(376b) Advanced Oxidation Processes with Tube-Type Wet Electrostatic Precipitators
The electrostatic precipitator (ESP) is commonly used for the removal of particulate matter in off- gas purification in process industries and other applications. During operation, the discharge electrode produces ozone.1, 2 which is considered as hazardous pollutant in off-gas treatment.
This project has a focus on the investigation of ozone generation under specific operational conditions of wet electrostatic precipitators for applications in wastewater treatment and off-gas purification. Focus of this project was to determine the degradation rate of different organic constituents like acetone, isopropanol, phenol and EDTA in the rinsing water flux of a tube-type wet ESP. Objective was optimisation of the current/voltage characteristic, air flow rate and water circulation rate for efficient degradation of constituents. The results reveal that degradation efficiency of constituents in aqueous effluents by corona discharge is enhanced due to ozone formation with increasing operation voltage for fixed air flow rate. When water circulation rate is optimised nearly complete absorption of generated ozone and degradation of constituents is observed. Complete degradation of acetone, iso-propanol as well as decomposition of phenol and EDTA in water was achieved. TOC depletion and pH variation are very comparable with the results obtained by UV irradiation of ozonated effluents.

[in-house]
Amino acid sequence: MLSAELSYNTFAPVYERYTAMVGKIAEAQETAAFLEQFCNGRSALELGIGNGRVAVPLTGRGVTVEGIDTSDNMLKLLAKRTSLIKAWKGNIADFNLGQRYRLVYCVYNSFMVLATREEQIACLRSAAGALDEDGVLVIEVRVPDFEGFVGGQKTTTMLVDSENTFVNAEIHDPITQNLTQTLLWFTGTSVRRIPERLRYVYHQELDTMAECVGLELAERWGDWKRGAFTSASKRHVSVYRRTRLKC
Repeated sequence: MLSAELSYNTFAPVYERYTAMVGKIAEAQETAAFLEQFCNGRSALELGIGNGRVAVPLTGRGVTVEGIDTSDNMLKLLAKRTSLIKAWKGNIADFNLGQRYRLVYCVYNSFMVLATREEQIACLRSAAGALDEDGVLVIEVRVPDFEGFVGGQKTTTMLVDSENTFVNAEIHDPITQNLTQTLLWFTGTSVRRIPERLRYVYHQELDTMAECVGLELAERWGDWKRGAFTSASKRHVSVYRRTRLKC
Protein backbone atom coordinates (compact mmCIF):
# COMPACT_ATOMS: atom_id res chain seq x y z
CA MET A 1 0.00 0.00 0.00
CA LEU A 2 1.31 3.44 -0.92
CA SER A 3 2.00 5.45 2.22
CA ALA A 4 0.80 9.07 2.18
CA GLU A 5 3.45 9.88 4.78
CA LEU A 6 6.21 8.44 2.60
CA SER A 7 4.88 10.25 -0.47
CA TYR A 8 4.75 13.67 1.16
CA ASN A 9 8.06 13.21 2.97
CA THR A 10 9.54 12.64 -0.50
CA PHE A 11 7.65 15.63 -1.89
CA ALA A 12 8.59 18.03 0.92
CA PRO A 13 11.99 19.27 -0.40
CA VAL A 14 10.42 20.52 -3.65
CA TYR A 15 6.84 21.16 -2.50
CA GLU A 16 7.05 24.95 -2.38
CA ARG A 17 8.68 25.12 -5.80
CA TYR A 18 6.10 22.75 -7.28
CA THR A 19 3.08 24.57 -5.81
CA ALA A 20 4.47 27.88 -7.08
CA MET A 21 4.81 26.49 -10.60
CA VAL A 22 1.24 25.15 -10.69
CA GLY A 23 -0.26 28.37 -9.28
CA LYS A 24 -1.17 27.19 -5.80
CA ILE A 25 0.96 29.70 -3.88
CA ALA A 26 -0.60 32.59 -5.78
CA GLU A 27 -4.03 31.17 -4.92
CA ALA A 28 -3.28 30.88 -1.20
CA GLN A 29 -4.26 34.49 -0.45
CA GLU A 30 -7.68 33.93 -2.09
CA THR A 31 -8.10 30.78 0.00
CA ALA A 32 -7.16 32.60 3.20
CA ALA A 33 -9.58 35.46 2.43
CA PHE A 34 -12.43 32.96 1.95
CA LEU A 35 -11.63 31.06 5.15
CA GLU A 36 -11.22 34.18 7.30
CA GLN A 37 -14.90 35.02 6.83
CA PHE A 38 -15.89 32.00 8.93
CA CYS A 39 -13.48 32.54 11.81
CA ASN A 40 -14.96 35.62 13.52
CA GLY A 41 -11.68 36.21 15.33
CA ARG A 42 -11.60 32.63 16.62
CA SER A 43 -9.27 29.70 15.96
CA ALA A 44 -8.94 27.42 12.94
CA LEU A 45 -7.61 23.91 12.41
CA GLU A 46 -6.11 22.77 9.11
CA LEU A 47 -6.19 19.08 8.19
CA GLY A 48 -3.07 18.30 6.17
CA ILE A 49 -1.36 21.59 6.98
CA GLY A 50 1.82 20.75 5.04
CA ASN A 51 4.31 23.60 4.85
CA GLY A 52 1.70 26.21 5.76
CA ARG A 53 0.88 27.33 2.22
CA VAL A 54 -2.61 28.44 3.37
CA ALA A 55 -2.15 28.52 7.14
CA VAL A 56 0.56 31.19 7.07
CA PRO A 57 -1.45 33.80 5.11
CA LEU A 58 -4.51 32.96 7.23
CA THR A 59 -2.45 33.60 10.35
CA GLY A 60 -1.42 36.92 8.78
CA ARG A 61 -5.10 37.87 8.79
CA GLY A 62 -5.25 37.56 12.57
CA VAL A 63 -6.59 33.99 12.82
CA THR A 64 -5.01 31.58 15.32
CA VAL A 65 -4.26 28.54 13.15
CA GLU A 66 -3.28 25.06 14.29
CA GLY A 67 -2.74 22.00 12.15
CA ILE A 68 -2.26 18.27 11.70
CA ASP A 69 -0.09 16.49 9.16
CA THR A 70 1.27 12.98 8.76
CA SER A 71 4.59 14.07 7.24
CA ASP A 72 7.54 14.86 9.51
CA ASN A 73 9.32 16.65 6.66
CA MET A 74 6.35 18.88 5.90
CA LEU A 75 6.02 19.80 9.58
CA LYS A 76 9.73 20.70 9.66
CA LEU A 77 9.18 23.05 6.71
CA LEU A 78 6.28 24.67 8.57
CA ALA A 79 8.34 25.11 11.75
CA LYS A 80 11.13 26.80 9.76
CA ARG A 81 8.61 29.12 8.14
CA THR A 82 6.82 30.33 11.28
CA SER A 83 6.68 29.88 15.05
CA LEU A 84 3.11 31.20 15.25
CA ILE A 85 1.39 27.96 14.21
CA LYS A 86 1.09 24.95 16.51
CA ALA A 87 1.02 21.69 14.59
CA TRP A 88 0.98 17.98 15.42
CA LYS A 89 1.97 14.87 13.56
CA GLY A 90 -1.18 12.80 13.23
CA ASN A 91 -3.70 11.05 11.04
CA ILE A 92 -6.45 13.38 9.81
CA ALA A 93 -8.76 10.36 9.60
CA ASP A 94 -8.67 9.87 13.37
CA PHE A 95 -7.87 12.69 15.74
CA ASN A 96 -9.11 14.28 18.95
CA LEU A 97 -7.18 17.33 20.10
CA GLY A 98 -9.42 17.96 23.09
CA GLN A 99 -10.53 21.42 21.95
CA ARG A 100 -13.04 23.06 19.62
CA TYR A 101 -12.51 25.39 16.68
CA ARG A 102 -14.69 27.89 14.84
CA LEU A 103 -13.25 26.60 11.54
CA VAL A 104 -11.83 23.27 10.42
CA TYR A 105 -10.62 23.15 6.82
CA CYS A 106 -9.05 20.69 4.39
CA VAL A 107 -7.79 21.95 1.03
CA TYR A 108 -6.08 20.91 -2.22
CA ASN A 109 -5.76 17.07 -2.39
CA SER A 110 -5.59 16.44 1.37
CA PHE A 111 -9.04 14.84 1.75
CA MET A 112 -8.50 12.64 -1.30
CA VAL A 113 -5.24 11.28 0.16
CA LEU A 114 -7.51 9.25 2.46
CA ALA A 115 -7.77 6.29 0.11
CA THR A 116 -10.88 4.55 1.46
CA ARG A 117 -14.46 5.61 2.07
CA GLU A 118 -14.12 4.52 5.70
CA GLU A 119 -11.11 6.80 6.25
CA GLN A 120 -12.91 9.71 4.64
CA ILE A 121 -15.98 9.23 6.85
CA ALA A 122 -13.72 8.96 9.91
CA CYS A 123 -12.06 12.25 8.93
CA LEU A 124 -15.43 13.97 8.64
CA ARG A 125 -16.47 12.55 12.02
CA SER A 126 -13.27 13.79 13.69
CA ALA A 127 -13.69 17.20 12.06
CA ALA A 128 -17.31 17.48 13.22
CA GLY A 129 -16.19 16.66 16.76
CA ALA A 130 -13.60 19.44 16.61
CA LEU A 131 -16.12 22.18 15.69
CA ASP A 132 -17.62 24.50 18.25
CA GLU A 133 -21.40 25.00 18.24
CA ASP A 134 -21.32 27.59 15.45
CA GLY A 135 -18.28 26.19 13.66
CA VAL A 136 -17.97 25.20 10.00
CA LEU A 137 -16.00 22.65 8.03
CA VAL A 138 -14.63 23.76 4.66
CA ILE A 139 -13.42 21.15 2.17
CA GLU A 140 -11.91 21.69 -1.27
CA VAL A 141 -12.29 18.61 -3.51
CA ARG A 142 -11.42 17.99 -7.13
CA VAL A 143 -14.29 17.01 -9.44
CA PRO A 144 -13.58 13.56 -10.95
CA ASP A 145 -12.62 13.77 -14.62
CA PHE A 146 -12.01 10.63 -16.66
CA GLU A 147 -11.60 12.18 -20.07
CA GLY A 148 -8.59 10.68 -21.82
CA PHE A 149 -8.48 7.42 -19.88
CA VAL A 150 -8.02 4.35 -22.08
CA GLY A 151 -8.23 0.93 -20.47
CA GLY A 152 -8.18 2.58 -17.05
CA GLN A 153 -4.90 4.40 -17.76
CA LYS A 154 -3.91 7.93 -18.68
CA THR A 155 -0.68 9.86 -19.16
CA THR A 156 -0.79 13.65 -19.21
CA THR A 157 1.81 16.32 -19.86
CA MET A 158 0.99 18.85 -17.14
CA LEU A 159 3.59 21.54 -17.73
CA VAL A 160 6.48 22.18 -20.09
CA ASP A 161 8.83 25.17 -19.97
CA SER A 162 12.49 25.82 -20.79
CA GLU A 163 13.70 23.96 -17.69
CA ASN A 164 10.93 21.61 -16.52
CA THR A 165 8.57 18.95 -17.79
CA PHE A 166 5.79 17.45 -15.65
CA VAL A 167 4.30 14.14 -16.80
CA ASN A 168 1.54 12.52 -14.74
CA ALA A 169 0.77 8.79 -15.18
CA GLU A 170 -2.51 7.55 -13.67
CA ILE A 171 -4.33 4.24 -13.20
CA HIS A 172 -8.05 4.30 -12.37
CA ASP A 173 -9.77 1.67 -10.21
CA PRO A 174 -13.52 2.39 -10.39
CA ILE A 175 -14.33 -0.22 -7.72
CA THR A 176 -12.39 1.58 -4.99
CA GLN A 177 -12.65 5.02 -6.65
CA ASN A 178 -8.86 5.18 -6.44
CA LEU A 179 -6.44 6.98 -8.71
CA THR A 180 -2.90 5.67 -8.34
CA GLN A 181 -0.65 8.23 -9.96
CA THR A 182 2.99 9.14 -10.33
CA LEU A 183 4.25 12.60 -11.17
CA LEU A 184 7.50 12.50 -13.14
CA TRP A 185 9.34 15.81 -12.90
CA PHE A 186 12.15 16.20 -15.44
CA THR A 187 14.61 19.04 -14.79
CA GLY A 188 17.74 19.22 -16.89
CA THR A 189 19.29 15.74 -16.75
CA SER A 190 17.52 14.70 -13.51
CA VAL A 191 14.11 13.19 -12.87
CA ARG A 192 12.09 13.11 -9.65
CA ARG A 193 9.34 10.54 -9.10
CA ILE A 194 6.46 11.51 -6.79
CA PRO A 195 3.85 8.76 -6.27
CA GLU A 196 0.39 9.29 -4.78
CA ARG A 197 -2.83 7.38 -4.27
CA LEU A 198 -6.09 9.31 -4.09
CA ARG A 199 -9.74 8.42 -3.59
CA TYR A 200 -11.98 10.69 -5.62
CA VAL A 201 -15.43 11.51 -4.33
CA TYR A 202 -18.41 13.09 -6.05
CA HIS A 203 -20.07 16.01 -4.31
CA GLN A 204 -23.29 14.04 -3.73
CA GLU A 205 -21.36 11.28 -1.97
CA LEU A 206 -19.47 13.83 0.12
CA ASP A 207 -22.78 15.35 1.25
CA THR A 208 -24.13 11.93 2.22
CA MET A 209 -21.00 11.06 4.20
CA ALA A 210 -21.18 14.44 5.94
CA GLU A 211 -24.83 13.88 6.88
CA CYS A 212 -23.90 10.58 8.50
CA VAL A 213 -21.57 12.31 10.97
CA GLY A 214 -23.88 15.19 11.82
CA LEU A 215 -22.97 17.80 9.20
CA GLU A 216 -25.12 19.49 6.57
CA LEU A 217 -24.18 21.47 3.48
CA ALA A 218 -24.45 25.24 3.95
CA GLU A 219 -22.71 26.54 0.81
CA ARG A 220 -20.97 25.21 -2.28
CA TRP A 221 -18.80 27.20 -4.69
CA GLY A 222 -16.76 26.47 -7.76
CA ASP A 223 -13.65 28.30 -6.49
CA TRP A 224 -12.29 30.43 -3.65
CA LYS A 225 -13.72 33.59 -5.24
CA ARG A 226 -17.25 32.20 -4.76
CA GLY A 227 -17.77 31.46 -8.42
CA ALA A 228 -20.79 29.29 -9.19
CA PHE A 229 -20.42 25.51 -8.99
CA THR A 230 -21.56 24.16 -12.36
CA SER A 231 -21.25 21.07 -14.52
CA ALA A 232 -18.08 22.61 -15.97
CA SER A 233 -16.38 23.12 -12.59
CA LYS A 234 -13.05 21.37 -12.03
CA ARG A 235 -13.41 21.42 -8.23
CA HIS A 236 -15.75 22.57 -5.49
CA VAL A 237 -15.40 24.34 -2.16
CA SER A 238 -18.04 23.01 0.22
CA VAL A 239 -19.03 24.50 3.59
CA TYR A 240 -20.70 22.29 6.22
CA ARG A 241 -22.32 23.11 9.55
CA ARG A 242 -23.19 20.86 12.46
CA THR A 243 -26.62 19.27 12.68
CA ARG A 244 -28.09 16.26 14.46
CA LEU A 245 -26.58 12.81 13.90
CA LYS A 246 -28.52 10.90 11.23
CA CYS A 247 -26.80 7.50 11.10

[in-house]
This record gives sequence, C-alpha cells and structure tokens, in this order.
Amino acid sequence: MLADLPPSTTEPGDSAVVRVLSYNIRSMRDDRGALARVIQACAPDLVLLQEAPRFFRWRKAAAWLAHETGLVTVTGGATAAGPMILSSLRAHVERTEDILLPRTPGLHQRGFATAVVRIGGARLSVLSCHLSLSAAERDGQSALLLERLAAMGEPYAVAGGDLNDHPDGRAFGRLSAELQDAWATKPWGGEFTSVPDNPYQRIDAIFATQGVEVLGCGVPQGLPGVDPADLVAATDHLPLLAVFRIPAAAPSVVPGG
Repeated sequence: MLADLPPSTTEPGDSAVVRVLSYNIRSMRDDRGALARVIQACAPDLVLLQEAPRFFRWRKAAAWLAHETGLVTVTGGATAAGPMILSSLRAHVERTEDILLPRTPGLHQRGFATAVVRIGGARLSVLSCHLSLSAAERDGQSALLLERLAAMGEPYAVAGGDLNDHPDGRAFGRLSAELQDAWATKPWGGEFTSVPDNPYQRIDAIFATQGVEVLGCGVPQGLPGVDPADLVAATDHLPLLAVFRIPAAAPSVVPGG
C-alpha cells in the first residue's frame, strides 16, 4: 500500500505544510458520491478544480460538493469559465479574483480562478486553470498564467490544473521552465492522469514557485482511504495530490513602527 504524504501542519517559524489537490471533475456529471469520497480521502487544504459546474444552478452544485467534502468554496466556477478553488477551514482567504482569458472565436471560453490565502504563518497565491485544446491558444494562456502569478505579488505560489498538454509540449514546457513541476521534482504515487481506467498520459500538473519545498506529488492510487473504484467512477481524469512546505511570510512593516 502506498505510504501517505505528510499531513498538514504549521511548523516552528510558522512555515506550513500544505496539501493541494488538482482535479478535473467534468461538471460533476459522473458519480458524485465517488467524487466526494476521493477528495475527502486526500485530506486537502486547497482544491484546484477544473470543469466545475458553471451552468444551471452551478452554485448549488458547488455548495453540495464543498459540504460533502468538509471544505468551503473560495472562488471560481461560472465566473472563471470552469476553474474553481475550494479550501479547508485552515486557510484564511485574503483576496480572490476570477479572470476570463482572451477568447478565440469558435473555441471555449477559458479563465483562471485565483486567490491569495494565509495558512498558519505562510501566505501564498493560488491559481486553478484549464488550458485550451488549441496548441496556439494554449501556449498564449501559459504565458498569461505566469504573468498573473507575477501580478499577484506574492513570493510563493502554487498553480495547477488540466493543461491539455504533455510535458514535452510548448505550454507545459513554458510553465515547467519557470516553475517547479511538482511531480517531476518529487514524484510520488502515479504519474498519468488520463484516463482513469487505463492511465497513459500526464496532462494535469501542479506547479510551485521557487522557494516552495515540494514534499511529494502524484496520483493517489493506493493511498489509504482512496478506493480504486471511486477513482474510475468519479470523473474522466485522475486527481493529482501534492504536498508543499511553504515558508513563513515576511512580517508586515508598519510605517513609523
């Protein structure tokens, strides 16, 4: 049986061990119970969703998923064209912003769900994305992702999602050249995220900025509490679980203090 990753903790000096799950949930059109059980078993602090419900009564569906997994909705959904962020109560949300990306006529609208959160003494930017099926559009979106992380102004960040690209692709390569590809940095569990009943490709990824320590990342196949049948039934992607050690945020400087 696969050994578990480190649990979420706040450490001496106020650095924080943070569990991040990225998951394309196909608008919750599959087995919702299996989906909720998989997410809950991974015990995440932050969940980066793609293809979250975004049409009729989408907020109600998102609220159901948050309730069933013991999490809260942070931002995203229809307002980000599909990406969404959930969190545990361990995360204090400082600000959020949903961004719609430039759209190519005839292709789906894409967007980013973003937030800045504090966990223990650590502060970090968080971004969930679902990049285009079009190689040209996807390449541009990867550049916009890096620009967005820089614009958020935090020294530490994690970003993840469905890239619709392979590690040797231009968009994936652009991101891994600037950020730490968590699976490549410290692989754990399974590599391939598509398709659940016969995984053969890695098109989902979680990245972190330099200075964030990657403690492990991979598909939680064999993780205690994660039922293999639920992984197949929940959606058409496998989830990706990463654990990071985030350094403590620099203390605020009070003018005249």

The experimental results of investigating degradation of specified constituents confirm that with minor adjustments wet electrostatic precipitators work as very efficient oxidation reactors for advanced oxidation processes. Wet ESP can well be applied for gas purification (including precipitation of particulate as well as gaseous matter), or water purification as well as simultaneous gas and water purification.
Figure 1 shows a comparison of acetone oxidation with corona discharge in the ESP and with UV-irradiation. Initial acetone concentration was 0.5 g/dm3.
UV-irradiation was carried out with a 15 W low pressure lamp. Acetone oxidation with corona discharge was operated at U = 16 kV and I = 0.75 mA. The specific power was 7.5 W/dm3 in case of UV-irradiation and it was 1.2W/dm3 in case of corona discharge.
Figure 1: Comparison of acetone oxidation with corona discharge and UV irradiation at ambient
temperature and pressure
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